Online Shaming in the Asian Context : Community Empowerment or Civic Vigilantism?

Research output: Journal Publications and Reviews (RGC: 21, 22, 62)21_Publication in refereed journalpeer-review

19 Scopus Citations
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Author(s)

  • Marko M. Skoric
  • Keng Hui Wong
  • Jia Ping Esther Chua
  • Pei Jue Yeo
  • Meiyan Angeline Liew

Detail(s)

Original languageEnglish
Pages (from-to)181-199
Journal / PublicationSurveillance & Society
Volume8
Issue number2
Publication statusPublished - Dec 2010
Externally publishedYes

Abstract

Online shaming is a phenomenon where citizens engage in social policing by shaming transgressions via the Internet. It has been argued that the proliferation of new communication networks and digital recording devices have the potential to bring about a new paradigm for ensuring conformity to social norms through the self-regulation of society. Incorporating literature from criminology, law, psychology, sociology, and surveillance studies, this two-part exploratory empirical study conducted in Singapore aims to give an account of why people engage in online shaming (Study 1), and attempts to assess how the authorities view this emerging socio-technological phenomenon. We also examine who is likely to be deterred and who is likely to contribute content to online shaming websites in relation to personality traits, adherence to Asian values and social responsibility (Study 2). The in-depth interviews reveal that people engage in online shaming mainly to raise awareness about the lack of civic-mindedness in society. They also show that the authorities remain optimistic but cautious about the use peer-surveillance to ensure conformity to norms and laws. A survey of 321 Singaporeans suggest that people who are more likely to be deterred by the threat of online shaming are those who are more socially responsible, more agreeable, more neurotic and adhere more strongly to Asian values. Furthermore, our findings suggest that individuals who are more likely to contribute to online shaming websites tend to be more socially responsible and open to new experiences. The theoretical, technological and policy implications of the findings are discussed. © The authors, 2010.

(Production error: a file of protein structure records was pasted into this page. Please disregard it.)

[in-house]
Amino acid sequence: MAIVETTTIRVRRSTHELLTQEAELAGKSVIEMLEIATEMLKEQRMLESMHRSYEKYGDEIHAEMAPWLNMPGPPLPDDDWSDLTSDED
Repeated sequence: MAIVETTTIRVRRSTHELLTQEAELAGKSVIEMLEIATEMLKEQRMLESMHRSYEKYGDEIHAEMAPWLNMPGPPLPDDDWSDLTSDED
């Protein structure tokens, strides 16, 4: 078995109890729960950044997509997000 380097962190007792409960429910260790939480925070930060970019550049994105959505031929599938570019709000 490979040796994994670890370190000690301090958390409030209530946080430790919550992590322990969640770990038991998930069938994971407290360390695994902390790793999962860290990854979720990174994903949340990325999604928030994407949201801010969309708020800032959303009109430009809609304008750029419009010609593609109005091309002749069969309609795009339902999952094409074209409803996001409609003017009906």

Research Area(s)

  • online shaming, Singapore, peer surveillance

Citation Format(s)

Online Shaming in the Asian Context : Community Empowerment or Civic Vigilantism? / Skoric, Marko M.; Wong, Keng Hui; Chua, Jia Ping Esther; Yeo, Pei Jue; Liew, Meiyan Angeline.

In: Surveillance & Society, Vol. 8, No. 2, 12.2010, p. 181-199.

Research output: Journal Publications and Reviews (RGC: 21, 22, 62)21_Publication in refereed journalpeer-review